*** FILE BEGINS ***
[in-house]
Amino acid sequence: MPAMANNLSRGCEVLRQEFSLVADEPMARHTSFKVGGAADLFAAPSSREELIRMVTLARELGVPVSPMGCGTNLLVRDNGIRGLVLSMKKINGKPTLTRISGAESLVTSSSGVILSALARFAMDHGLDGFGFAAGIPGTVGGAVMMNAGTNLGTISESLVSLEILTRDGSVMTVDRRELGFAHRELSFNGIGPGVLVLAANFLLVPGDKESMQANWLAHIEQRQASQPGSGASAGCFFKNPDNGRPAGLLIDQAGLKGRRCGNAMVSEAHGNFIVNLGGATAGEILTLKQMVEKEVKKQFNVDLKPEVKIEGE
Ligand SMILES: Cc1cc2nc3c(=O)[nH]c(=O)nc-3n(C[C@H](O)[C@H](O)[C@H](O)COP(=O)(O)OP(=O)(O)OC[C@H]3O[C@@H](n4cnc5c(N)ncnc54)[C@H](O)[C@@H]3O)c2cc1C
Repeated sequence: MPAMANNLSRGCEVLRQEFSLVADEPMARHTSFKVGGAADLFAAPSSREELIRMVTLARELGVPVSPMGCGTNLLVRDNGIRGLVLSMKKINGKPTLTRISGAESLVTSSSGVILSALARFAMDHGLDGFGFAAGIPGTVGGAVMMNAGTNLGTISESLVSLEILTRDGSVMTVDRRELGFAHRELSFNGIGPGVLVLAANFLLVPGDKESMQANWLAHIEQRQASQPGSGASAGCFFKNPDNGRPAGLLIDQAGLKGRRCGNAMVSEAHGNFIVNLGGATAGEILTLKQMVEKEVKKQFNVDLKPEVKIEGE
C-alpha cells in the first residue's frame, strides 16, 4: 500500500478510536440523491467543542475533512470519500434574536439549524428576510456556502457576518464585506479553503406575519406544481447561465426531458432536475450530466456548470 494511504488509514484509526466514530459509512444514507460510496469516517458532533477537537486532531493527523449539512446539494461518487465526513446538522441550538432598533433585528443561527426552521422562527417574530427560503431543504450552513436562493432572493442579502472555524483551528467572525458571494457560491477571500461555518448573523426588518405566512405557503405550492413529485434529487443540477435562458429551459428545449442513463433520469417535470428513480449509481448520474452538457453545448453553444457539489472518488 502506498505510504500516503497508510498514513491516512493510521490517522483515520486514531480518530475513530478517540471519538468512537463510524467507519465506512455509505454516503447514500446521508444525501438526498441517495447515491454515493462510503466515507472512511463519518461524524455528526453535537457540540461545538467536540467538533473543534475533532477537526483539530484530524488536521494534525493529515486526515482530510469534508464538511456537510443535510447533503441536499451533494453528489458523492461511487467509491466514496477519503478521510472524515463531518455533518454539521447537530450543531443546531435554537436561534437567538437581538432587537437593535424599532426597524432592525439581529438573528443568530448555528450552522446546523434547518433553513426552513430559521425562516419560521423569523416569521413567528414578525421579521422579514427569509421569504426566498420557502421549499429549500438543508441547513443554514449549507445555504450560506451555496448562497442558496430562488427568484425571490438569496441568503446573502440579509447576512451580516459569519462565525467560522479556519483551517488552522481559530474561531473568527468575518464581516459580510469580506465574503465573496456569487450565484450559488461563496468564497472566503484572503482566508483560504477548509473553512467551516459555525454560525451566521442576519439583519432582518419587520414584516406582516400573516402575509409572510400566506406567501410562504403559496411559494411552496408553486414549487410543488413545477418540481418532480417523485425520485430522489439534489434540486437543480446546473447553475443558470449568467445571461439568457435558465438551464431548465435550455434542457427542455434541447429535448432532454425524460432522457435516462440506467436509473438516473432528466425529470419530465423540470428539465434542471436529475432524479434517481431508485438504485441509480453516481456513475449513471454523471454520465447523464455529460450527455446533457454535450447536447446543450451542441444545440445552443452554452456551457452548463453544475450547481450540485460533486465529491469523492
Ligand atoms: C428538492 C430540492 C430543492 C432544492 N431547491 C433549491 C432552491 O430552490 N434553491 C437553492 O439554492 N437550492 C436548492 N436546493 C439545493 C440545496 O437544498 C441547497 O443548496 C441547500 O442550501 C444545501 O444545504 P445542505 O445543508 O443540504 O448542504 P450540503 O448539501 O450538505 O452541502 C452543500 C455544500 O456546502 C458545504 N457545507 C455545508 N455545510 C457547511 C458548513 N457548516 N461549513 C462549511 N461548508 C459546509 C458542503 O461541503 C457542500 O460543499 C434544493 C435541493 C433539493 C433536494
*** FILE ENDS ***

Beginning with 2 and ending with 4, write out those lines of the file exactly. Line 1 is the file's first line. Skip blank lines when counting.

Amino acid sequence: MPAMANNLSRGCEVLRQEFSLVADEPMARHTSFKVGGAADLFAAPSSREELIRMVTLARELGVPVSPMGCGTNLLVRDNGIRGLVLSMKKINGKPTLTRISGAESLVTSSSGVILSALARFAMDHGLDGFGFAAGIPGTVGGAVMMNAGTNLGTISESLVSLEILTRDGSVMTVDRRELGFAHRELSFNGIGPGVLVLAANFLLVPGDKESMQANWLAHIEQRQASQPGSGASAGCFFKNPDNGRPAGLLIDQAGLKGRRCGNAMVSEAHGNFIVNLGGATAGEILTLKQMVEKEVKKQFNVDLKPEVKIEGE
Ligand SMILES: Cc1cc2nc3c(=O)[nH]c(=O)nc-3n(C[C@H](O)[C@H](O)[C@H](O)COP(=O)(O)OP(=O)(O)OC[C@H]3O[C@@H](n4cnc5c(N)ncnc54)[C@H](O)[C@@H]3O)c2cc1C
Repeated sequence: MPAMANNLSRGCEVLRQEFSLVADEPMARHTSFKVGGAADLFAAPSSREELIRMVTLARELGVPVSPMGCGTNLLVRDNGIRGLVLSMKKINGKPTLTRISGAESLVTSSSGVILSALARFAMDHGLDGFGFAAGIPGTVGGAVMMNAGTNLGTISESLVSLEILTRDGSVMTVDRRELGFAHRELSFNGIGPGVLVLAANFLLVPGDKESMQANWLAHIEQRQASQPGSGASAGCFFKNPDNGRPAGLLIDQAGLKGRRCGNAMVSEAHGNFIVNLGGATAGEILTLKQMVEKEVKKQFNVDLKPEVKIEGE